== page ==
internally according to changes within this little chamber.
It also has a beautiful advantage that I think will make it much less thrombogenic
(that is, it will have a very low problem with blood clots or strokes). As in normal
human circulation, the blood never stops in this pump. Whenever blood stops,
it has a tendency to form clots, and patients need aggressive thinning of the
blood. But in the AbioCor, the blood is always moving, either on the right or
left side. So, I think that patients will not need as much blood thinning
medication with this device, and the incidence of strokes will be lower.
Frazier believes that the new AbioCor heart will most benefit patients who would otherwise die within a few days after a heart attack or open-heart surgery.
NOVA: Which patients do you think the AbioCor will benefit most?
Frazier: The bulk of patients who die within a few days after a heart attack
or after open-heart surgery could benefit from these pumps, because they need both
ventricles. Artificial hearts are like transplants except they can't be rejected,
and they can also be produced in unlimited quantities.
NOVA: And the AbioCor will be totally enclosed within the body?
Frazier: Yes. The technology to transmit energy across the skin—that is,
without going through the skin—has been available for years. Remember the high
school experiment in which you lit an electrical bulb by bringing an electrical
field close to the bulb? It's the same principle. A small coil inside the body can
be supplied with energy from a small coil on the outside of the body during day-to-day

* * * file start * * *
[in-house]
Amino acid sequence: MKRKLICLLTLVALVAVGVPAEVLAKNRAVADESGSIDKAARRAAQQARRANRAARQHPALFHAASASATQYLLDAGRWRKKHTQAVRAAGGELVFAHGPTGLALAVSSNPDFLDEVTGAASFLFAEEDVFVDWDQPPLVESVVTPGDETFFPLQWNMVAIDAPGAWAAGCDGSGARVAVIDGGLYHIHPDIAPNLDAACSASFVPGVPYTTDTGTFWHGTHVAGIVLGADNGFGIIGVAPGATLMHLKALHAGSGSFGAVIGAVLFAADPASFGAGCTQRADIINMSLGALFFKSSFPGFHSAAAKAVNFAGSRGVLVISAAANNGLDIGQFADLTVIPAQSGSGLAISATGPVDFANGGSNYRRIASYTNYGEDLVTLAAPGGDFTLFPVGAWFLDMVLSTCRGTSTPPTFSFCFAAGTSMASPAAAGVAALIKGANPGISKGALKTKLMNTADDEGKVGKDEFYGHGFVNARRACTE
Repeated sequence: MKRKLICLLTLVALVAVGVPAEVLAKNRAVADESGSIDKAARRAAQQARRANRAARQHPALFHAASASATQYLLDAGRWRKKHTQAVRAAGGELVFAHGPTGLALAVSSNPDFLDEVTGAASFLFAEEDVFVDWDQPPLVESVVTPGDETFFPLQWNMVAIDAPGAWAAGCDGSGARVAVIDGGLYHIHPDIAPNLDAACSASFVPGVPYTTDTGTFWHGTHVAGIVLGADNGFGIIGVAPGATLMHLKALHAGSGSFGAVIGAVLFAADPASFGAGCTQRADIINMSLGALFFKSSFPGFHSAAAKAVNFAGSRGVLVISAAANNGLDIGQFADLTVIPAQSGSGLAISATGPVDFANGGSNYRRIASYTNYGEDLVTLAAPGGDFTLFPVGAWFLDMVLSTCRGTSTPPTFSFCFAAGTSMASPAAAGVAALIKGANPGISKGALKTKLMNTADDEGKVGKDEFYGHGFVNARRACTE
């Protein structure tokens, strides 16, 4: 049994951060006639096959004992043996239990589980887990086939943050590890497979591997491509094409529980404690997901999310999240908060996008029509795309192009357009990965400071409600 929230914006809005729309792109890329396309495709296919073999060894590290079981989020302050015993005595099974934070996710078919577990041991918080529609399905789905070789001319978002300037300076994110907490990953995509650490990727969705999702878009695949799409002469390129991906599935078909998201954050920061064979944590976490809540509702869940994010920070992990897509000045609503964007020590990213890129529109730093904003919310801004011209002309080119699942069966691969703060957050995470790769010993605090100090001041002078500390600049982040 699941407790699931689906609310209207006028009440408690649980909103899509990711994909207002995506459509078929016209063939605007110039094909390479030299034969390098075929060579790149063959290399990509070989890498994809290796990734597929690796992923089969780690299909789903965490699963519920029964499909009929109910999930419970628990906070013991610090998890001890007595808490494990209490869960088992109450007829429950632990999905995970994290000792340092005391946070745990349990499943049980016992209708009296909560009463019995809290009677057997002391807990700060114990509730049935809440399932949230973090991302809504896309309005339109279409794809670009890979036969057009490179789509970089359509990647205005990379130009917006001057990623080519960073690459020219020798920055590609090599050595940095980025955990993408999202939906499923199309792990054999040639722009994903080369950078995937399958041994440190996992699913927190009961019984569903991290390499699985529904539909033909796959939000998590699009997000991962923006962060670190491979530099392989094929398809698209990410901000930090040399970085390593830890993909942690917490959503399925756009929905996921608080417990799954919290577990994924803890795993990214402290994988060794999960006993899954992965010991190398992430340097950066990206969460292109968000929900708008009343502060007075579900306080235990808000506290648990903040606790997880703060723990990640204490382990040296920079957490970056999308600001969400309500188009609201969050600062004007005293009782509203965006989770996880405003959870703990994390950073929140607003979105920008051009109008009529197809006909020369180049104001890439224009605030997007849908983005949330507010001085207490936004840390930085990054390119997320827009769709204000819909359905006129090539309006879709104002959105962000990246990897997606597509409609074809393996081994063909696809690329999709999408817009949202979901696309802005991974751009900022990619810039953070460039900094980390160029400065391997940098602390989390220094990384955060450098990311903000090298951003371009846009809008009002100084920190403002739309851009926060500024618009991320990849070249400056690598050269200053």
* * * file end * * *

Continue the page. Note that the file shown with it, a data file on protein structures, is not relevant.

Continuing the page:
activities. The pump will also have a small internal battery that will supply energy
for short periods of time when power needs to be completely internal, like when a
patient is taking a shower.
And it's totally quiet. Because of that, I think patients will be able to go
back to work easily. Patients with these hearts will look like
anyone else—with no tubes or wires to be seen. These patients will be able to
work and live in much the same way as a normal person does.
NOVA: Will we still need LVADs and other heart-assist devices?
Frazier: I think it's important for surgeons to have a variety of options,
because patients have so many variables, beginning with their size and including
things as complicated as the amount of resistance within the lungs and whether
the patient needs a total heart or a partial heart. There are many different
causes of heart failure, and a technology is needed that best addresses that
cause. For example, if you thInk the patient's heart wIll recover with a few
months of rest, then a small pump that can be put in with very few
complications would be best. You don't want to take the whole heart
out and put in an artificial heart if all the patient needs is a small
LVAD has been one of the more successful of the left ventricular assist devices.
When we first started using the HeartMate in 1986, we used it in very few patients.
Last year, more than 500 patients in the United States who would have died had this
pump implanted. But the need is still much greater than that, because the number of
patients dying prematurely of heart disease is far in excess of what we should accept.
I think that all of the very different technologies we have discussed will
play a big role in the treatment of heart disease. To have all of these varying
technologies available off the shelf is our goal. I'm not sure if it will take
two years or 20 years, but I think it will be achieved.
Photos: (1,2) NOVA/WGBH; (3) WGBH; (4) courtesy of Richard Wampler; (5,7,8) Texas Heart Institute.